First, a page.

At Aspen’s X Games, tensions stir over Lycra |

At Aspen’s X Games, tensions stir over Lycra

Scott Willoughby
The Denver Post
Aspen, CO Colorado

ASPEN, Colorado ” There was a time, not so long ago, when downhill ski racing reigned supreme as the edgy pinnacle of excitement and risk in the world of winter sports.

But along the way to the next millennium something changed. For much of the new generation, ski racing has lost its edge.

Perhaps it’s a rebellious backlash against tradition, or the age-old desire to establish one’s own identity. Whatever the cause, the modern pursuit of cutting-edge thrills for many has moved on to snowboarding and new-school freeskiing. Even the term “freestyle” has lost its luster.

And ski racing’s supposed new-school savior ” skicross ” is in danger of doing the same.

“Skiercross in general is in conflict with itself,” said Seth Wescott, the reigning Olympic gold medalist in the closely related snowboardcross discipline. “They haven’t grasped the concept that they need to establish themselves as a completely different identity and type of racing.”

Certainly this is not your father’s brand of ski racing. The differences separating skicross from traditional ski racing are many. For starters, there is no clock. Just a pack of four to six skiers standing side by side in the start house before simultaneously darting down the mountain. First one across the finish line wins.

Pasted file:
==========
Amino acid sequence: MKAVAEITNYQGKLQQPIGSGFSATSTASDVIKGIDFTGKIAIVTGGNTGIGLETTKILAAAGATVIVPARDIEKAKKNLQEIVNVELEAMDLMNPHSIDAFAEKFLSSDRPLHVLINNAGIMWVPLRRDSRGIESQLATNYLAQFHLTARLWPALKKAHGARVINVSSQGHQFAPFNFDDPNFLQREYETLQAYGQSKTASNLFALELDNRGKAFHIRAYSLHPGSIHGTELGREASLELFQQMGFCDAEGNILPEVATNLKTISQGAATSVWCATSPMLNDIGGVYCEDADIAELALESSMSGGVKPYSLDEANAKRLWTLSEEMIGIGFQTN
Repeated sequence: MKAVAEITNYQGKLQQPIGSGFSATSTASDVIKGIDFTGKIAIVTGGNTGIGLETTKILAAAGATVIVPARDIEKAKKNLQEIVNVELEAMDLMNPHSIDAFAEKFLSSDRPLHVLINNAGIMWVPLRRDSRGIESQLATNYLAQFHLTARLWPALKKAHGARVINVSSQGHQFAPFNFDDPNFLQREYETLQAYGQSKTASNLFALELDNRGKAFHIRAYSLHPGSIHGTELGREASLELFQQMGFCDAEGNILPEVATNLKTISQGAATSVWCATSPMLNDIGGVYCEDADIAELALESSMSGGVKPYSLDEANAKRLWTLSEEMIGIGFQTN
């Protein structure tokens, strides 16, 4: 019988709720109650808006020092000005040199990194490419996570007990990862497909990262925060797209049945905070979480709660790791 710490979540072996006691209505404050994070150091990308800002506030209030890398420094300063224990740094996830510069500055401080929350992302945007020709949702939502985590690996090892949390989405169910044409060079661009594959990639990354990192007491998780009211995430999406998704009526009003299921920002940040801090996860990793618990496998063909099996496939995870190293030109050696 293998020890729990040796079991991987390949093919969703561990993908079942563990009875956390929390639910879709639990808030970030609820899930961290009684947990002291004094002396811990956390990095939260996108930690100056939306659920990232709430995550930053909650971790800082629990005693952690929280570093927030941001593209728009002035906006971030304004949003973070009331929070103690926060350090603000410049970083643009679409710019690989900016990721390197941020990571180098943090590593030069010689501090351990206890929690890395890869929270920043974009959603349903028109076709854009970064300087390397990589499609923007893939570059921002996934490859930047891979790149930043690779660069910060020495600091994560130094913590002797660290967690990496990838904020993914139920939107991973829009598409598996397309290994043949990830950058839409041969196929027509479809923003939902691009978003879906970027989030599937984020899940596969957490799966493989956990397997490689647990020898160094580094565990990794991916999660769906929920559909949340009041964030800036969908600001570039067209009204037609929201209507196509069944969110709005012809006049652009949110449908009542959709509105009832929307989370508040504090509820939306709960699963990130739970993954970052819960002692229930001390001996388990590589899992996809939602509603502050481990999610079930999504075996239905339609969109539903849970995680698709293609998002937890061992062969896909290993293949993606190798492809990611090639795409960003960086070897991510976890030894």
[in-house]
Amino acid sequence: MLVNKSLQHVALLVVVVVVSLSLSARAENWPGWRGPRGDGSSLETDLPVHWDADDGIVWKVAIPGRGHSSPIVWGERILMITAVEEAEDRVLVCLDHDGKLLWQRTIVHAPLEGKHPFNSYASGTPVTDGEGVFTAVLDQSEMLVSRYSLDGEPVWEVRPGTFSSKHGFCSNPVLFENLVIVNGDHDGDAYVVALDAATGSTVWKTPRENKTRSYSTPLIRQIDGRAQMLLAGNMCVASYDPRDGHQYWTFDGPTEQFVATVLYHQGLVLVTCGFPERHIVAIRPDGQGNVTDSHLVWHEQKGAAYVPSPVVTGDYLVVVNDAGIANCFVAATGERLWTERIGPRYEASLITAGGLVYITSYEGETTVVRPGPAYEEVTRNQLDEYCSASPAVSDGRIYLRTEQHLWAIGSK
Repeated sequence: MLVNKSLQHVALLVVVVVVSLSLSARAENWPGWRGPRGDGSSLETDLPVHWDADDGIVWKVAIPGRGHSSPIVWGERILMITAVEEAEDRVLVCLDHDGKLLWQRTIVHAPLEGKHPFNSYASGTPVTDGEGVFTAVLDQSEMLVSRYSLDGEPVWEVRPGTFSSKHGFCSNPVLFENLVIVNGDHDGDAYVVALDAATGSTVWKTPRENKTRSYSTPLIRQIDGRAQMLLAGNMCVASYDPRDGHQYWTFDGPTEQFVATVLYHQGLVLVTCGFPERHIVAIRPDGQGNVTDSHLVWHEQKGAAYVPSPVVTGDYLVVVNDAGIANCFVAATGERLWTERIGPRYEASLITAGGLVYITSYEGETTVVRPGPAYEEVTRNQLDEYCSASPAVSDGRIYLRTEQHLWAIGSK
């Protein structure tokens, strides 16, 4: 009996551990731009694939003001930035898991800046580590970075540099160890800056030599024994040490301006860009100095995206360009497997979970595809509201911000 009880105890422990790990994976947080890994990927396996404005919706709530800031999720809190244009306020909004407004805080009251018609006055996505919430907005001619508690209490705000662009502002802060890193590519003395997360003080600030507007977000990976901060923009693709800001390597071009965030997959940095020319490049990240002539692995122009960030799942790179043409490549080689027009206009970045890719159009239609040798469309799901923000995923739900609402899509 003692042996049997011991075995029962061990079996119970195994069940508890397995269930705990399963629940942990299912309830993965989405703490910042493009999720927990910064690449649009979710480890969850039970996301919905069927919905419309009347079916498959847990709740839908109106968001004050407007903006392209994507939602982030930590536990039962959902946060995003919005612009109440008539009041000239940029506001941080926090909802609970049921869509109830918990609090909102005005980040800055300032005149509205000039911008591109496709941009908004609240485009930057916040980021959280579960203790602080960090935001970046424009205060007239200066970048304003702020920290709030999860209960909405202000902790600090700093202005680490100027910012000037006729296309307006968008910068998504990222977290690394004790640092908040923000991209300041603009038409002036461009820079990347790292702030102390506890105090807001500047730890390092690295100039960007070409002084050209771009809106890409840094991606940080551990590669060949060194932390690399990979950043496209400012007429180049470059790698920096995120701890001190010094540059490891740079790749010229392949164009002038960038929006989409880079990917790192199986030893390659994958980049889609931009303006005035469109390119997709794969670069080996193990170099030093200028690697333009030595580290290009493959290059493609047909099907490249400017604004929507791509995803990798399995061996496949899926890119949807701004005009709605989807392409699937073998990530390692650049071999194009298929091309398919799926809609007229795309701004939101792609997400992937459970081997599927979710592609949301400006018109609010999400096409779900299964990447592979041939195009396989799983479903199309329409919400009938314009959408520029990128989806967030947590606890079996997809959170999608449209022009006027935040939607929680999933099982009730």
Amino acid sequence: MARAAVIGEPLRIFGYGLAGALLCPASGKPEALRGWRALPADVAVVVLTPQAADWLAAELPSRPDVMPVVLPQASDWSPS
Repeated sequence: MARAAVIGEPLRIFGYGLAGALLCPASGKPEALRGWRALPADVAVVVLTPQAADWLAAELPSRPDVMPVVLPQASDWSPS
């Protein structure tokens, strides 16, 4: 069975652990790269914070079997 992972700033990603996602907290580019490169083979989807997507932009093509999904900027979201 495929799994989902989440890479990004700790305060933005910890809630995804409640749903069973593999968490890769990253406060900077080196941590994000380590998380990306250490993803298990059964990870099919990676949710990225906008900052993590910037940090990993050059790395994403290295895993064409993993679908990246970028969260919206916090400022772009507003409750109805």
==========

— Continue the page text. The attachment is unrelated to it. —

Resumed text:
“It goes back to pure skiing, like when I was a kid racing my buddies from the top of the mountain just trying to get to the bottom first,” said Daron Rahlves, a retired Olympic ski racer looking to make a return in the new Olympic discipline of skicross. “It connects more with a younger skier, and it is the most exciting thing out there.”

Rahlves finished fourth as the top American in Sunday’s skicross competition at the Winter X Games. He won the event a year ago.

In the brief span between those two X Games appearances, he has seen the sport turn away from its “pure” roots and move toward some of the outdated alpine racing traditions that made the fresh face of skicross so appealing.

Rahlves and U.S. skicross teammates Casey Puckett of Aspen and Jake Fiala of Breckenridge recently have been protesting the influence of ski racing’s old guard at the European-based International Ski Federation (FIS), guardians of the World Cup and Olympic skiing disciplines.

Recent World Cup skicross events have seen athletes from France and Austria compete in formerly banned Lycra “speed suits,” the tight-fitting alpine racing uniforms that shave nanoseconds off times and go against everything that freeride skiers stand for.

“The first competitors of skicross were anti-establishment, big mountain freeriders, that wouldn’t be caught dead in a race suit. For years there has been a ban on Lycra material,” Puckett recently posted on his blog at “It seems to me that the FIS is taking steps to ruin the sport, and lifting the ban on suits is just the beginning.”

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